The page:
For often at noon, when returned from the field, I found it the source of an exquisite pleasure,

The purest and sweetest that nature can yield. How ardent I seized it, with hands that were glowing,

And quick to the white-pebbled bottom it fell ; Then soon, with the emblem of truth overflowing,

And dripping with coolness it rose from the wellThe old oaken bucket, the iron-bound bucket,

The moss-covered bucket, it rose from the well How sweet from the green mossy brim to receive it,

As poised on the curb it inclined to my lips !
Not a full-blushing goblet could tempt me to leave it,

The brightest that beauty or revelry sips.
And now, far removed from the loved habitation,

The tear of regret will intrusively swell, das fancy reverts to my father's plantation,

And sighs for the bucket that hangs in the well-
The old oaken bucket, the iron-bound bucket,
The moss-covered bucket that hangs in the well.

Samuel Woodworth.

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THE MIUJIATURE.---THE VILLAGE PREACHER.

THE MINIATURE.

WILLIAM was holding in his hand

The likeness of his wife-
Fresh, as if touch'd by fairy wand,

With beauty, grace, and life.
He almost thought it spoke-he gazed

Upon the treasure still ;
Absorbed, delighted, and amazed,

He view'd the artist's skill.

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NEAR yonder copse, where once the garden smiled, And still where many a garden flower grows wild, There, where a few torn shrubs the place disclose, The village preacher's modest mansion rose. A man he was to all the country dear, And passing rich with forty pounds a-year. Remote from towns he ran his godly race, Nor e'er had chang'd, nor wish'd to change, his place. Unskilful be to fawn, or seek for power, By doctrines fashioned to the varying hour; For other aims his heart had learn'd to prizeMore bent to raise the wretched than to rise.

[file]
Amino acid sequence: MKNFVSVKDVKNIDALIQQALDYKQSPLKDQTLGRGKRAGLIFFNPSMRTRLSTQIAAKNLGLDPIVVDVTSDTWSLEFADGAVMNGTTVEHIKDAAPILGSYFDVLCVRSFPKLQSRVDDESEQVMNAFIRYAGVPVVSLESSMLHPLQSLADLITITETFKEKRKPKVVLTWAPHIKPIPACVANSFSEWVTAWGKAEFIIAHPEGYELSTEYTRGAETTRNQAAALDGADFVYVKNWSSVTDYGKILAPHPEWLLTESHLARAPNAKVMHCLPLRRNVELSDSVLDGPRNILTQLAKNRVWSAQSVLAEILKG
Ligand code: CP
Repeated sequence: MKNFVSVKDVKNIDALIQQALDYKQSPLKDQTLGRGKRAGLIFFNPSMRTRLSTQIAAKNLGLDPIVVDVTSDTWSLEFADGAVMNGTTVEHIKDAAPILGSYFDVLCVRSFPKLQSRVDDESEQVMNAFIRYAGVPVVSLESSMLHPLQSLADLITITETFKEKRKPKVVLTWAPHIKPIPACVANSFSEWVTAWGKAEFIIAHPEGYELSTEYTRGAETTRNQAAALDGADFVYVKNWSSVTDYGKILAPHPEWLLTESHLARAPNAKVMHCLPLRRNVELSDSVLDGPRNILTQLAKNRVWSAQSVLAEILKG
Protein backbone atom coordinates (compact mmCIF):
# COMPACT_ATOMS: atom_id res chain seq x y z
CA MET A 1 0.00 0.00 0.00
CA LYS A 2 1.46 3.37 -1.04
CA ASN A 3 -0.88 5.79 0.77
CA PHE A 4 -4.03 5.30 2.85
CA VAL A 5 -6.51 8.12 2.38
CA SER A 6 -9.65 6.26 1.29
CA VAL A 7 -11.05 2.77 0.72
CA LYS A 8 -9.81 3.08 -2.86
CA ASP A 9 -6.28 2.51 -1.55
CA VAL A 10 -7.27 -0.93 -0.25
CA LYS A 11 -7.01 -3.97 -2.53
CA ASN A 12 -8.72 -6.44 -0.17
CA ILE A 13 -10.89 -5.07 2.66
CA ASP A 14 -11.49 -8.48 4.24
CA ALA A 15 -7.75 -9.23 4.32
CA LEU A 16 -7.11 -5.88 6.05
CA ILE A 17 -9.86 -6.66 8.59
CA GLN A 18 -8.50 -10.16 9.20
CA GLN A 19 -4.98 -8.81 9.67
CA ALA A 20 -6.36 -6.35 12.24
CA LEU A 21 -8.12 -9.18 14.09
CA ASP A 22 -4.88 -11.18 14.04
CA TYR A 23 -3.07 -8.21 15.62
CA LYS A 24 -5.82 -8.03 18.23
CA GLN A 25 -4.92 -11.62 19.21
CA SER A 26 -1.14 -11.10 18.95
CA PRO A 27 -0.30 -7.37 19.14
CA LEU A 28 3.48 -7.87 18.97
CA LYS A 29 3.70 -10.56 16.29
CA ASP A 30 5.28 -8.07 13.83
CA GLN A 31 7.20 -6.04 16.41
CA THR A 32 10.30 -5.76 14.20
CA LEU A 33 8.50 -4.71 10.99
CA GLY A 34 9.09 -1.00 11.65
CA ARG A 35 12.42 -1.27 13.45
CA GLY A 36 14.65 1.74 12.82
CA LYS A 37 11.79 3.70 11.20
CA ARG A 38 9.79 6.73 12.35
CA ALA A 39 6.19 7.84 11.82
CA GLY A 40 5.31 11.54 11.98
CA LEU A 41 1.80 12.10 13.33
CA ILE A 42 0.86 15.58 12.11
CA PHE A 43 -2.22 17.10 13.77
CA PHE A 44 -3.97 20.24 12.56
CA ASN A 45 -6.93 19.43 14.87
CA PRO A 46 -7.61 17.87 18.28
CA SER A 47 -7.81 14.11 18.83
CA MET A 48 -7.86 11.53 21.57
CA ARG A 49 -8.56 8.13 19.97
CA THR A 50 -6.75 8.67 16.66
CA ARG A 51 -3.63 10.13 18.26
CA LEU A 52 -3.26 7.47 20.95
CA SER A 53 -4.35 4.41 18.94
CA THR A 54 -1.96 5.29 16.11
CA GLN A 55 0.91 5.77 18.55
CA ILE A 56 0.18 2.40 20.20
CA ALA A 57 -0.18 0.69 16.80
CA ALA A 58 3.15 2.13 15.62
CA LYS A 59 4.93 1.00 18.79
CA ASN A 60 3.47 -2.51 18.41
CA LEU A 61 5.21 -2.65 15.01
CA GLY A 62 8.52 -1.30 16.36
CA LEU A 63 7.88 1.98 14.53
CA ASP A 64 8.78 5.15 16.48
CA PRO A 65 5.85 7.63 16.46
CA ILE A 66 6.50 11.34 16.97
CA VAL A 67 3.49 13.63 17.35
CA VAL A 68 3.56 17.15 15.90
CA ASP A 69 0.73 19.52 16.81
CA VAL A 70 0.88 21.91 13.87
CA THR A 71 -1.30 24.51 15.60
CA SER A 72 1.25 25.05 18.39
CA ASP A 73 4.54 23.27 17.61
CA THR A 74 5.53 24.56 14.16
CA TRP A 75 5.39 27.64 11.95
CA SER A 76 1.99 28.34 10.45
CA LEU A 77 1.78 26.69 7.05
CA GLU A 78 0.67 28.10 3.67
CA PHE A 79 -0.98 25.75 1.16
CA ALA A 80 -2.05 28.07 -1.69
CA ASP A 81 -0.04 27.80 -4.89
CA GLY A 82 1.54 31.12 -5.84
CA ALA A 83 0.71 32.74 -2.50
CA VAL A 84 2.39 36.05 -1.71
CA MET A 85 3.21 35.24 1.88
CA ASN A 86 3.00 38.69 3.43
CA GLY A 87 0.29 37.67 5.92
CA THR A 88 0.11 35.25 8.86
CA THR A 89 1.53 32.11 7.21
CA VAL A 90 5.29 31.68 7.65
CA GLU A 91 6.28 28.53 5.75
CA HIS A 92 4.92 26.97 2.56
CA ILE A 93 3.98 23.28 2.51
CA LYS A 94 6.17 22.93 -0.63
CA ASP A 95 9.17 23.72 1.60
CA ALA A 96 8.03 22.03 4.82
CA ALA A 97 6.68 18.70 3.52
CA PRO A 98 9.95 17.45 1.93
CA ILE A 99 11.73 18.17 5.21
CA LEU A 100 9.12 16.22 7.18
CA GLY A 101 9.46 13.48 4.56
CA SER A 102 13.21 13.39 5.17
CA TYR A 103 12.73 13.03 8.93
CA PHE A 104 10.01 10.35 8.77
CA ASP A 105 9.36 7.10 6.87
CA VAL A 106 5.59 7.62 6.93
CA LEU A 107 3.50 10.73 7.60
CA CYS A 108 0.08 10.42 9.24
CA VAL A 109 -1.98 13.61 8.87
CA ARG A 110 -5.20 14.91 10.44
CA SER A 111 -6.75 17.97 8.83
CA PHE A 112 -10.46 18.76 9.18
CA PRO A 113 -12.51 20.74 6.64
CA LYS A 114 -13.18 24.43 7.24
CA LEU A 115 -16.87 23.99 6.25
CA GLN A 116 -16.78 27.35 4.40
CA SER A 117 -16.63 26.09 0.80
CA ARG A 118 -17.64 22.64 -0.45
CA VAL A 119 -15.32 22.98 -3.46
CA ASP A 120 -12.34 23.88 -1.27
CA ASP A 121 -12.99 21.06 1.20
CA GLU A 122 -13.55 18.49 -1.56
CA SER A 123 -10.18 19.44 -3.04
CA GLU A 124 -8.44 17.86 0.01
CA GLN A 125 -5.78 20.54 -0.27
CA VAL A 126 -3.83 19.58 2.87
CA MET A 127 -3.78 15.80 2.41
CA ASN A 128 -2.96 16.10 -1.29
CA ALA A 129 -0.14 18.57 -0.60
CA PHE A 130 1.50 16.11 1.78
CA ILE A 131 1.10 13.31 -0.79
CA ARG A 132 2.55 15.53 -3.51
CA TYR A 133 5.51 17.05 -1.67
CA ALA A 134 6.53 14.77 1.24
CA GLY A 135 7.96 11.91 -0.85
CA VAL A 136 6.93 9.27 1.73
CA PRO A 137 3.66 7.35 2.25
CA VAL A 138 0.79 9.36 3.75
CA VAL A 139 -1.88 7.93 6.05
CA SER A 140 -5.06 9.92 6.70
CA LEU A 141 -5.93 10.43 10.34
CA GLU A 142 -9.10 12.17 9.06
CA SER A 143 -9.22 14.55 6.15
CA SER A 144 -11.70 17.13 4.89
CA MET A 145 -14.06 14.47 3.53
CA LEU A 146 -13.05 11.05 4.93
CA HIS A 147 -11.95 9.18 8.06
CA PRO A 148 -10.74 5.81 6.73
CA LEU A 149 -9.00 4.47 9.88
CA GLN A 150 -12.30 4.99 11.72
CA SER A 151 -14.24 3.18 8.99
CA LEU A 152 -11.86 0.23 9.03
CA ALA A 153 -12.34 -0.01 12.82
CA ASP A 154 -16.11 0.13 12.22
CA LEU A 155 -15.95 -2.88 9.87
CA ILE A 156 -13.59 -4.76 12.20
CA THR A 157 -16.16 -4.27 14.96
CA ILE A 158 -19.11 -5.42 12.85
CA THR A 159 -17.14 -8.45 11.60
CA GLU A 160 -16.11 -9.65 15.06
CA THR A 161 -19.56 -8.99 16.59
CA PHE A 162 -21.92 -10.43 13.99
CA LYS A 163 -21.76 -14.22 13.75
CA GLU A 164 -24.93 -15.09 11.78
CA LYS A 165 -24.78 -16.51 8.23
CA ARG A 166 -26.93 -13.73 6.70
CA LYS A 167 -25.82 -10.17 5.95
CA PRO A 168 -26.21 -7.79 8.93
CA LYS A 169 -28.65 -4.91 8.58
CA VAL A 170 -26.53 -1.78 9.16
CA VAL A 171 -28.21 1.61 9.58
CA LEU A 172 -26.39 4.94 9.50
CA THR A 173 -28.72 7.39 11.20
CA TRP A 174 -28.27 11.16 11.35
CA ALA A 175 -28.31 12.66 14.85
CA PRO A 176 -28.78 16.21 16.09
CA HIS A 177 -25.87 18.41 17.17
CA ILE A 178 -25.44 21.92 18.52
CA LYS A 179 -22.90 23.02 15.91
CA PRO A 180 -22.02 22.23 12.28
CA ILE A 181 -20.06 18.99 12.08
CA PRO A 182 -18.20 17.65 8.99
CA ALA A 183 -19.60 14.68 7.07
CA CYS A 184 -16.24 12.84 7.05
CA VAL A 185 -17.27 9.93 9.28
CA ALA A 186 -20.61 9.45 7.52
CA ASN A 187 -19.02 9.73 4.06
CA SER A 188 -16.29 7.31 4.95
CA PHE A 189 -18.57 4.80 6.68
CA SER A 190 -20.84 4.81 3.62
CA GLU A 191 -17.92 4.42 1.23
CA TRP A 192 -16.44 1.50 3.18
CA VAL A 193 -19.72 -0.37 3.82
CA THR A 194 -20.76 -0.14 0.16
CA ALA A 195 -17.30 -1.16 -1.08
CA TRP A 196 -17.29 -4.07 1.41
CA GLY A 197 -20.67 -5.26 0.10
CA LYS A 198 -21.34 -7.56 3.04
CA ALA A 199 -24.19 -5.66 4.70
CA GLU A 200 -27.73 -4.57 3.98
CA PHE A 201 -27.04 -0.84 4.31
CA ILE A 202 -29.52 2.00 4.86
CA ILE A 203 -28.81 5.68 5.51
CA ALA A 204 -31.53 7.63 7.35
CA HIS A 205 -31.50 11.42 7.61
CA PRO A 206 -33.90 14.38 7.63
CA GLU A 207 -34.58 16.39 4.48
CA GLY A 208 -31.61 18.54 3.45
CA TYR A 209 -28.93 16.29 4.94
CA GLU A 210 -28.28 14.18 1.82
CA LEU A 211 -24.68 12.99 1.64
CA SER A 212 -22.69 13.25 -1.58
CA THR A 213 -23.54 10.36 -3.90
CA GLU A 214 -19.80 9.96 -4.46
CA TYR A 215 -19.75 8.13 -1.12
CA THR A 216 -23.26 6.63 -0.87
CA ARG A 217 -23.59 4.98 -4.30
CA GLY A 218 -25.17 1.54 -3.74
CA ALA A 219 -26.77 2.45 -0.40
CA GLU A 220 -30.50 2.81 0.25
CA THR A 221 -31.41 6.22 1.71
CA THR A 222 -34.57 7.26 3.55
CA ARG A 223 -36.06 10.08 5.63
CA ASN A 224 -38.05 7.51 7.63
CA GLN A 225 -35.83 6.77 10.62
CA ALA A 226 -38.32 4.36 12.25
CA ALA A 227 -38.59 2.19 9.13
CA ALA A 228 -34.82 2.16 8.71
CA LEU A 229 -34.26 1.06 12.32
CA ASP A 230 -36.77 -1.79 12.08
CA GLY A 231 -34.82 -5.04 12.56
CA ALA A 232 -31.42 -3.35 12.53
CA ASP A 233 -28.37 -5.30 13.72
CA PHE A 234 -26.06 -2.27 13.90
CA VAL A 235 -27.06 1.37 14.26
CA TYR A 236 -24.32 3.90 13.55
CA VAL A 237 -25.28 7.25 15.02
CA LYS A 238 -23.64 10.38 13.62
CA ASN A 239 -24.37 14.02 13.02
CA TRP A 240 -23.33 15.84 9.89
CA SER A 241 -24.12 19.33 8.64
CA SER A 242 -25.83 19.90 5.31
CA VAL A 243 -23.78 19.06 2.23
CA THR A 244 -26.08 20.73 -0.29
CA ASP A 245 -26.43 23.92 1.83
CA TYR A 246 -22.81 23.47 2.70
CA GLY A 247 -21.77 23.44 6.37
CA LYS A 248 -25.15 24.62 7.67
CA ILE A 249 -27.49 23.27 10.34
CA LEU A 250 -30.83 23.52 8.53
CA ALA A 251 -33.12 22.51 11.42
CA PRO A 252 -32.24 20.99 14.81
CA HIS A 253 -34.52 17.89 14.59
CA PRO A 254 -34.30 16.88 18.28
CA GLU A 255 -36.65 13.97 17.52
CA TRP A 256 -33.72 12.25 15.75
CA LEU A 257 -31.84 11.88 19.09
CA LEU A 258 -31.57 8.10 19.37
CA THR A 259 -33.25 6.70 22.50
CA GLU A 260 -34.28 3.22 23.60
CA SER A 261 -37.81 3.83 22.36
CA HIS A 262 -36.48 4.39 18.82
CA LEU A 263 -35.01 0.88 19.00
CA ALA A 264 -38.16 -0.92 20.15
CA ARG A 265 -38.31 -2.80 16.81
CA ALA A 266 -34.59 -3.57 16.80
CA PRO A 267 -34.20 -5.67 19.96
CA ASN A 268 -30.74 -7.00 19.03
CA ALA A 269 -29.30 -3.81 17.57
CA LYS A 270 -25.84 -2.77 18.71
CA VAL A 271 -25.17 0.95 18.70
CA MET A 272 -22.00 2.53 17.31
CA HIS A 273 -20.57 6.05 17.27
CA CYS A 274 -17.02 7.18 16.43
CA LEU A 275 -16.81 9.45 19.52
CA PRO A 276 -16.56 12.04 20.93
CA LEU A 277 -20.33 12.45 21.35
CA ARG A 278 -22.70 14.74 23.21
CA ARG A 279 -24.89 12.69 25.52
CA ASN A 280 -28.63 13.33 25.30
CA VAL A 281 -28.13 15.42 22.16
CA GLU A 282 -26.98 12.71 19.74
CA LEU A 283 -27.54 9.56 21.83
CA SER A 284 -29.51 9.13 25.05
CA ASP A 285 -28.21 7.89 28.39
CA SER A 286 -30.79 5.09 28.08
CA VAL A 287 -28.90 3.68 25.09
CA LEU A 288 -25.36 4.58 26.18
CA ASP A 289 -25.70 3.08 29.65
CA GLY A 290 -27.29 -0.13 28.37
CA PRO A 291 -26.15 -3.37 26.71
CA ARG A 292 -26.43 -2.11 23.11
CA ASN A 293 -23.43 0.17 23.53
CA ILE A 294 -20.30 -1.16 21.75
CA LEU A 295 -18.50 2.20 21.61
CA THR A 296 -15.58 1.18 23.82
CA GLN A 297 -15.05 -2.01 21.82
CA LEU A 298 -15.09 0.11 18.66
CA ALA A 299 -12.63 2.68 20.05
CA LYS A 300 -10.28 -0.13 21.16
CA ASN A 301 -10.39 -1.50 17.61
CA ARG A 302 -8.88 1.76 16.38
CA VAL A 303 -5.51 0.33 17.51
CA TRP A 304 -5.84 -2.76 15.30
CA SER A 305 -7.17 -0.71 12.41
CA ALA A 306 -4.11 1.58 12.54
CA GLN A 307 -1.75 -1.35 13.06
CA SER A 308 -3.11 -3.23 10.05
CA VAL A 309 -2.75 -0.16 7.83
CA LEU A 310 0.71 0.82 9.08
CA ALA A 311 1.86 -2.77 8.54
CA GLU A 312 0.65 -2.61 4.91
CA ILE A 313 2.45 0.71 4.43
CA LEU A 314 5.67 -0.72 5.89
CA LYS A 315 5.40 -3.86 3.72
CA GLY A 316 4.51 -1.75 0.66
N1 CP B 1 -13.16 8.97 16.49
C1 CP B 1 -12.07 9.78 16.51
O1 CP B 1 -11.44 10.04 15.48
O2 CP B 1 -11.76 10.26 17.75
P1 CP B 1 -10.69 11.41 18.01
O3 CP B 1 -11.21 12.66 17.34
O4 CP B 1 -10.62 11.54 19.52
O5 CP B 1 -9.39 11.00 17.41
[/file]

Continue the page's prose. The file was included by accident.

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His house was known to all the vagrant train :
He chid their wanderings, but reliev'd their pain.
The long-remember'd beggar was his guest,
Whose beard, descending, swept his aged breast;
The ruined spendthrift, now no longer proud,
Claim'd kindred there, and had his claims allowed ;
The broken soldier, kindly bid to stay,
Sat by his fire, and talk'd the night away,
Wept o'er his wounds, or, tales of sorrow done,
Shoulder'd his crutch, and show'd how fields were won.
Pleas'd with his guests, the good man learn'd to glow,
And quite forgot their vices in their woe :
Careless their merits or their faults to scan,
His pity gave ere charity began.

Thus to relieve the wretched' was his pride,
And ev'n his failings lean'd to virtue's side ;
But in his duty prompt at every call,
He watch'd and wept, he pray'd and felt for all ;
And, as a bird each fond endearment tries,
To tempt its new-fledged offspring to the skies,
He tried each art, reprov'd each dull delay,
Allur'd to brighter worlds and led the way.

Beside the bed where parting life was laid, And sorrow, guilt, and pains, by turns dismay'd, The reverend champion stood. At his control, Despair and anguish fled the struggling soul; Comfort came down the trembling wretch to raise, And his last falt'ring accents whisper'd praise.

At church, with meek and unaffected grace, His looks adorn'd the venerable place ; Truth from his lips prevail'd with double sway, And fools who came to scoff remain'd to pray. The service past, around the pious man, With steady zeal, each honest rustic ran; Even children followed, with endearing wile, And pluck'd his gown, to share the good man's smilena His ready smile à parent's warmth exprest; Their welfare pleas'd him, and their cares distrest: To them his heart, his love, his griefs, were given, But all his serious thoughts had rest in heaven :